Service Completes and Initiates Use of Black-footed Ferret Programmatic Safe Harbor Agreement
For Immediate Release
October 30, 2013
DENVER--The U.S. Fish and Wildlife Service (Service) has completed a Black-footed Ferret Programmatic Safe Harbor Agreement (SHA) in cooperation with State, Tribal, Federal, and local partners in 12 states after more than two years of collaborative effort. This SHA provides opportunities for private and Tribal landowners to volunteer their lands for reintroductions of this endangered species without affecting their land-use activities beyond mutually agreed-upon measures. It also extends these assurances to surrounding non-participating lands and other landowner interests. This SHA will be an important step in promoting the recovery of this iconic species.
The Service delivered a notice of availability (NOA) of a draft SHA and draft Environmental Assessment (EA) to the Federal Register for a 30-day public review and comment on December 19, 2012. An extension of the comment period and availability of the documents for public review and contact information was announced in the Federal Register on January 23, 2013.
The final SHA and EA will be available online at: www.blackfootedferret.org. Anyone needing a printed or electronic copy of the SHA and EA or the NOA published in the Federal Register should contact the Service at 970-897-2730 or request a printed or electronic copy by e-mailing firstname.lastname@example.org.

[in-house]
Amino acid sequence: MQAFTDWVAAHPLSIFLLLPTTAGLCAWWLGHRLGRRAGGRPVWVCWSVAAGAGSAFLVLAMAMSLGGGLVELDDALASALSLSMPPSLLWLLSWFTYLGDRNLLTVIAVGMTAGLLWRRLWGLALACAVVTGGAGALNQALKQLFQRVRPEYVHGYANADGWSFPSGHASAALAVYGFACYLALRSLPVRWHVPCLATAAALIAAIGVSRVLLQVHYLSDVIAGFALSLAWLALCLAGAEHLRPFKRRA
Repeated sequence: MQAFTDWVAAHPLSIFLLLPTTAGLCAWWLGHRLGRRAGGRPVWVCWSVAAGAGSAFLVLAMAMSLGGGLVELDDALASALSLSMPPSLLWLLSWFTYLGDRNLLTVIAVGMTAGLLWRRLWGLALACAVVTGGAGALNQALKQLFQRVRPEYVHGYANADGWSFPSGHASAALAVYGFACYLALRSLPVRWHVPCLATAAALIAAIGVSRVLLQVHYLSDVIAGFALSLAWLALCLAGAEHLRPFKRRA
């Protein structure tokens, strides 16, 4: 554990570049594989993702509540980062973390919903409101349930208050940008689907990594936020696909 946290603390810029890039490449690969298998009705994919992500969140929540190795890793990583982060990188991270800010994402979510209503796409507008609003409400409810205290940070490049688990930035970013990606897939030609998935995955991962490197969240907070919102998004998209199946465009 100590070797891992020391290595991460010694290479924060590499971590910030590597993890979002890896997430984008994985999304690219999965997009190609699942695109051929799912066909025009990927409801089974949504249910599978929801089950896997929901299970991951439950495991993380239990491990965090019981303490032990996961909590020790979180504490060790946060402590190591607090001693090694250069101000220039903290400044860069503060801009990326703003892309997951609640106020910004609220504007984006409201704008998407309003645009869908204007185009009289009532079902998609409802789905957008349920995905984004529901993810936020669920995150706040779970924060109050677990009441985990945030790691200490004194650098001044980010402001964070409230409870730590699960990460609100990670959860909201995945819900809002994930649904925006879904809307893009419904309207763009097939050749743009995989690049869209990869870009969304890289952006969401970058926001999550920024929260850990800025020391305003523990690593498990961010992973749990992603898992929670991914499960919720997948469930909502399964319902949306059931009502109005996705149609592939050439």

As the first enrollees in this SHA in the country, Gary and Georgia Walker who ranch near Pueblo, Colorado, will welcome captive raised black-footed ferrets on their property this week. These soon to be wild animals have been preconditioned for release in the wild by living in prairie dog burrows in predator proof pens, as well as having had the opportunity to prey on these rodents which are their principal food in the wild.
“The return of this species to eastern Colorado is a testament to the State’s commitment to wildlife and the willingness of reasonable partners to accommodate both conservation and business interests,” said Mr. Walker.